Fall Conference 2009
Food for Thought
“I have always loved food and am fascinated by everything about it. As a fan of the humanities, I am so glad you put this conference on!”
This sentiment and others were shared following VHC’s 36th annual fall conference, “Food for Thought,” held November 13 and 14 at The Essex Culinary Resort. The conference sought to examine how food and eating shape us as individuals and as a culture. Throughout the two days, 190 people, including authors, scholars, other food experts and conference attendees explored topics such as the role of place in taste (terroir), world food security, food and the landscape, the Japanese tea ceremony, artisan cheesemaking, and other topics.
The weekend got underway Friday afternoon with five optional pre-conference workshops exploring terroir, Tuscan food traditions, wine and cheese pairings, the five tastes, and the Japanese tea ceremony. Each workshop offered an intimate, sensory window onto an experience of food, warming up minds and taste buds for the main conference activities to come.
Conference participants gathered Friday evening in the Mansion Ballroom for a special treat: a conversation between Darra Goldstein (professor and editor of Gastronomica: The Journal of Food and Culture) and legendary food and fiction editor Judith Jones, whose long career includes editing books for Julia Child and writing some of her own, including, recently, The Pleasures of Cooking for One. Their conversation—informal, witty, and dripping with wise insights about food, cooking, and culture—left attendees with much to discuss at the reception afterward.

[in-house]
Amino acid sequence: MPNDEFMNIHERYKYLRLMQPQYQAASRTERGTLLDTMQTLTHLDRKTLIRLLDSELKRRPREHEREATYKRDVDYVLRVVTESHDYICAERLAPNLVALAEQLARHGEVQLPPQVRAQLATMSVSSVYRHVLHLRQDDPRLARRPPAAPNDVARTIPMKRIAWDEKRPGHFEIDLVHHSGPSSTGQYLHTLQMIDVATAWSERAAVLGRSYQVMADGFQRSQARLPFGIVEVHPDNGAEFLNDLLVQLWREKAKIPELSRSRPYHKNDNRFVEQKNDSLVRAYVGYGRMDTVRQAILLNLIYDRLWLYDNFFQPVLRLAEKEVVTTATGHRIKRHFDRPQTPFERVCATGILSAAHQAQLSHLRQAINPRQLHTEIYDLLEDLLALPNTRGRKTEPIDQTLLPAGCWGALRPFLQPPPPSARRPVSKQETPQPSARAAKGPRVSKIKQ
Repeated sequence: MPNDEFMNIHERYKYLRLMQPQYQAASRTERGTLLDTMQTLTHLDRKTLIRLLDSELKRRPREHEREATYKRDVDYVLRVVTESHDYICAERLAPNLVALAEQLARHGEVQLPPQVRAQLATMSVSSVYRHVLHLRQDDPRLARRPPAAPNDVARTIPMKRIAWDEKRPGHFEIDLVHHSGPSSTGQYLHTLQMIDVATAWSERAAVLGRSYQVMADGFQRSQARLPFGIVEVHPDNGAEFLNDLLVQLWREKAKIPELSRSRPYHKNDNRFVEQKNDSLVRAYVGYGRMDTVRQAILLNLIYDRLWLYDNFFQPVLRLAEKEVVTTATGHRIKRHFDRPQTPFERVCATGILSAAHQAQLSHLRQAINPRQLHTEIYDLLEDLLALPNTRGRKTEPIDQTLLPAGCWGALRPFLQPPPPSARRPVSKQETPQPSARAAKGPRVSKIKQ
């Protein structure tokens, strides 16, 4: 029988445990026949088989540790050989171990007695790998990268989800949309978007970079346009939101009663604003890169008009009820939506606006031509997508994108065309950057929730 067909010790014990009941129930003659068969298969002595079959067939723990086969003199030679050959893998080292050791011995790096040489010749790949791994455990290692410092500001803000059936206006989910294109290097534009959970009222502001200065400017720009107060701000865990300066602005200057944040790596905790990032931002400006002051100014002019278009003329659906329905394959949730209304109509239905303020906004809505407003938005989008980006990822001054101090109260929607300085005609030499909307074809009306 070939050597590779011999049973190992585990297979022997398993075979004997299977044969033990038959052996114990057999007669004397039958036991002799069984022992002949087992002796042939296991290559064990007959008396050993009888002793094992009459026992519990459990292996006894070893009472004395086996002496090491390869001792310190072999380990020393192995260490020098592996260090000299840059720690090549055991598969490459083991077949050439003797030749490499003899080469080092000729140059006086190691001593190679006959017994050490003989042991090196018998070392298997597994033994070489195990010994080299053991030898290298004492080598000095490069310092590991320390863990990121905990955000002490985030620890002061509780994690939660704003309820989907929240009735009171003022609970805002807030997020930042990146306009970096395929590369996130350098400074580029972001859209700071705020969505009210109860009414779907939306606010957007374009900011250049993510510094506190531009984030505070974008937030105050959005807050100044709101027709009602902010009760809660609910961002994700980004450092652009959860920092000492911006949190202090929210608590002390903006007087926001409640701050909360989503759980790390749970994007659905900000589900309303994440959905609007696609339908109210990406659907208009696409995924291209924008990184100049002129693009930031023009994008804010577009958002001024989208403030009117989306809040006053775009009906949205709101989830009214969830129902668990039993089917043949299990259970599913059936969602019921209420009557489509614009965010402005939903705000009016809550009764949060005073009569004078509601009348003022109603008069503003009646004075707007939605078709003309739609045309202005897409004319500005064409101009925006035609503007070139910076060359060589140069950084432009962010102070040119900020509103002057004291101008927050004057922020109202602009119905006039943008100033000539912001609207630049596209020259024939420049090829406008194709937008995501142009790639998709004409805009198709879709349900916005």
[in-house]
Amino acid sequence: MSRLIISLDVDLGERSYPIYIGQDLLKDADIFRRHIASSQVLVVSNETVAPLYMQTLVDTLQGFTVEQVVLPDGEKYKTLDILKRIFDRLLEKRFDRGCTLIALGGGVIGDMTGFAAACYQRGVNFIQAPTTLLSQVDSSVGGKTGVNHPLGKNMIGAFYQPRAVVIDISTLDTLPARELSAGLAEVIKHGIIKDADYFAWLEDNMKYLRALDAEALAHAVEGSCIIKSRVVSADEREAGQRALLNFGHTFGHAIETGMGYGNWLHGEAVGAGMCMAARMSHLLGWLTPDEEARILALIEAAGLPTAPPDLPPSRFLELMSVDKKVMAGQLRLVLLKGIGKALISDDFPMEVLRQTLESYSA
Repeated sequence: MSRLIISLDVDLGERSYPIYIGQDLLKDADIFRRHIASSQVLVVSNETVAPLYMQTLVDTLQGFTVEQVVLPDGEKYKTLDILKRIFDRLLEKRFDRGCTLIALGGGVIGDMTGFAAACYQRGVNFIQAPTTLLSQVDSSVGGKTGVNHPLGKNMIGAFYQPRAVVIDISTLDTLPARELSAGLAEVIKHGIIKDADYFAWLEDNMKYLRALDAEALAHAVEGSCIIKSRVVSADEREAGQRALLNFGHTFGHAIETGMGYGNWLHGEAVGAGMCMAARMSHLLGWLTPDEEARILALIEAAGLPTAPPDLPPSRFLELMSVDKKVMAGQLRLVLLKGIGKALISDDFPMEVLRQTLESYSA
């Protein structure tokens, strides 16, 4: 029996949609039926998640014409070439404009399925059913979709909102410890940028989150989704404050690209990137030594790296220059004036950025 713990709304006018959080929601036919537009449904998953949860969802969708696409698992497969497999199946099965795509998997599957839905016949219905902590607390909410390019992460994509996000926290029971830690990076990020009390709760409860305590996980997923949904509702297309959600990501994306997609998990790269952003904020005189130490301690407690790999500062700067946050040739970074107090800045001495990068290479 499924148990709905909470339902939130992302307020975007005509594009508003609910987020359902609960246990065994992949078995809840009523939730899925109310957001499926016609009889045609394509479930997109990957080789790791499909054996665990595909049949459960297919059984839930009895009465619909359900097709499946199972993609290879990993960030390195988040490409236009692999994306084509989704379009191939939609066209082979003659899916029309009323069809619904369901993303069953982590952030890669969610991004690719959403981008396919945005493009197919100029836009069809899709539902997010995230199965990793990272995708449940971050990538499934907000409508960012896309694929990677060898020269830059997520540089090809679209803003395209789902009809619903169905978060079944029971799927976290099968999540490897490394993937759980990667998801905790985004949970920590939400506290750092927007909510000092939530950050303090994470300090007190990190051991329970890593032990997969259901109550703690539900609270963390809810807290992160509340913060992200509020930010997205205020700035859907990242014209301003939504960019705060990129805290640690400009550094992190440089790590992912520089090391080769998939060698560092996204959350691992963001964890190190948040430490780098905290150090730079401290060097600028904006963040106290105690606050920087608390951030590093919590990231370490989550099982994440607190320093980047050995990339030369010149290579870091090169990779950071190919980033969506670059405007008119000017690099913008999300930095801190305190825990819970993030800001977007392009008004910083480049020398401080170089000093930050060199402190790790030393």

International health expert Dr. Nils Daulaire gave his Saturday morning plenary address, “The Future of Food in a Hungry World.” Daulaire, former president and CEO of the Global Health Council and recently returned from work in Ethiopia, presented an eye-opening and often sobering slide talk that looked at health, food security, and global politics. He discussed the many factors affecting hunger hotspots across the planet, efforts made to mitigate the problem, and what must still be done. Afterward, his sensitive answers to many excellent questions shed further light on a critical issue.
Following the presentation, conference-goers moved into separate groups for breakout sessions that looked at a diversity of topics delving deeper into particular aspects of food: the imagery of food in the New Testament; sustainable food production in Vermont; artisan cheesemaking; and the links between religious beliefs and food practices.
After a delicious lunch of locally sourced foods, attendees settled in for the day’s second plenary, “From Deer Camp to CSA: Food and its Relation to the Landscape,” with UVM professor Amy Trubek. This fascinating slide talk looked at Vermont’s working landscape, the food it produces, and the culture it creates. Trubek’s audio clips, courtesy of the Vermont Folklife Center, filled the room with the voices of old-time deer hunters and maple sugar makers . . . and with laughter and nods of nostalgia from many attendees.
Afternoon breakout sessions offered four more rewarding windows onto food: food in film; cultural symbols and food; the history of bread; and the cookbook as genre. Afterward, conference attendees gathered one final time in the ballroom for a panel discussion, “Why Good Food Matters,” with Darra Goldstein, Amy Trubek, and Jeff Roberts, director of the Vermont Institute for Artisan Cheese.
The three panelists offered their insights, both professional and personal, into why good food is so important, and how “good” can be defined in different ways. Recalling that the word companion stems from the latin term for “with bread,” one definition of good food, the panelists agreed, is food that is shared.
Stuffed with food for thought and food shared with each other, participants in VHC’s 2009 fall conference adjourned for another year.
Food for Thought Fall Conference Brochure